2. Examine teeth and gums at least weekly. A quick examination should take only 5 to 10 seconds on each side. It is important to remember that there are teeth way back in the mouth. When you look at your pet’s mouth, teeth should be white and gums pink. Tartar buildup on teeth often has a chalky or brownish color. Examine teeth for chips, breaks, or unusual lesions and look for masses or growths. If gums are red and swollen or you notice a chipped or broken tooth, lesion, or growth, your pet needs to have a professional dental cleaning to prevent more severe infection.
  3. Tooth brushing. Plaque and tartar accumulate on dog and cat teeth, much as it does on our teeth. Tooth brushing is the gold standard for removal of disease-causing plaque. It takes time to teach pets to accept tooth brushing. Begin by letting your pet lick pet toothpaste from your finger. Then use the touch gradient and move toward the mouth. Gently hold the muzzle with one hand and insert your finger with pet toothpaste (don’t use toothpaste made for humans) between the cheek and teeth and “brush” the teeth. Reward pets with a favorite treat, praise, or game each time they accept brushing. Do this every day for a week to ensure your pet learns that it’s okay. Once the pet accepts your finger, you can begin using a toothbrush introduced slowly over several days. You only need to brush the front of the teeth.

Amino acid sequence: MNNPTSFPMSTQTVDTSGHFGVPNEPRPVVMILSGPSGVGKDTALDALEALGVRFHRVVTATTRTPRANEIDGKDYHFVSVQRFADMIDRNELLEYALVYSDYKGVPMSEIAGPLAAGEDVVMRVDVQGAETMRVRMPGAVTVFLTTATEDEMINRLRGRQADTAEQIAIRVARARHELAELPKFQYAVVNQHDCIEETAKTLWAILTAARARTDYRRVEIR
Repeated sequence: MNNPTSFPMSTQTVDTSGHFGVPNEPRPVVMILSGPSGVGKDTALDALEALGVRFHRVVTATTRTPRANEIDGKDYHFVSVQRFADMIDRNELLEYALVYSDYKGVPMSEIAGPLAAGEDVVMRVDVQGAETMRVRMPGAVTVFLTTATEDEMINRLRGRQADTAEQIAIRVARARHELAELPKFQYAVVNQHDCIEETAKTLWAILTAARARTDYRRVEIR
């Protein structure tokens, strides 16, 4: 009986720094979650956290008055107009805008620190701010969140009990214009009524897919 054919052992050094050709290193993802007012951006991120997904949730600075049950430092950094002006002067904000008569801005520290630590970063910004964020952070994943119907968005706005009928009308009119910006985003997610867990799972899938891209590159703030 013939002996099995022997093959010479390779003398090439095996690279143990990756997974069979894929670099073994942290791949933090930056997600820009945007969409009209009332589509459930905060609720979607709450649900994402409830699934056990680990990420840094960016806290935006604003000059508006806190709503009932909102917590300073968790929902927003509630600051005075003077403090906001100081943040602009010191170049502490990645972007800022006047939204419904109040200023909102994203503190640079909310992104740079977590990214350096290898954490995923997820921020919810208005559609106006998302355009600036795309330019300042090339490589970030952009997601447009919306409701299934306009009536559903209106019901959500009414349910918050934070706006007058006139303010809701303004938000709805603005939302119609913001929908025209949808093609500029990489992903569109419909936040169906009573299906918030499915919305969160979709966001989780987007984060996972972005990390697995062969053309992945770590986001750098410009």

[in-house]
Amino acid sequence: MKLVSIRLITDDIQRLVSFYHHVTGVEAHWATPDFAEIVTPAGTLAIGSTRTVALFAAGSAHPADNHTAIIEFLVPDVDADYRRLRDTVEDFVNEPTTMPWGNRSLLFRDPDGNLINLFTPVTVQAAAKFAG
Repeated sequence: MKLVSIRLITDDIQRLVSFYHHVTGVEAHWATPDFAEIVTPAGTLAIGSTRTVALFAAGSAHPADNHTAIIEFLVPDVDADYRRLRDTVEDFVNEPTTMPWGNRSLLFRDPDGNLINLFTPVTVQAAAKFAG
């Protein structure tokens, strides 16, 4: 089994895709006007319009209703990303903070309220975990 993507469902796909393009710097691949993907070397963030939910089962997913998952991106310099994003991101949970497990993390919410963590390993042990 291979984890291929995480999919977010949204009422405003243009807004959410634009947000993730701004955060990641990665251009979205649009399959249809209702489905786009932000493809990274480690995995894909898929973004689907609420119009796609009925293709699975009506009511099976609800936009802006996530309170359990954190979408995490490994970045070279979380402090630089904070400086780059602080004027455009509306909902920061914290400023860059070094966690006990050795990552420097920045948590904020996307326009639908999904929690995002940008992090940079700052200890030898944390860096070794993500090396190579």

4. Dental wipes. While tooth brushing is the gold standard, it’s not always easy, especially if you are starting later in a pet’s life. Use of an oral wipe is a good option for prevention of plaque. Choose one with no taste or odor that may be unpleasant for the pet. Introduce wipes to pets in the same way you would start tooth brushing, but instead of toothpaste, wrap the wipe around your finger and gently rub the teeth. Wiping the teeth should become a daily bonding experience with your pet, followed by a treat, toy, or fun activity.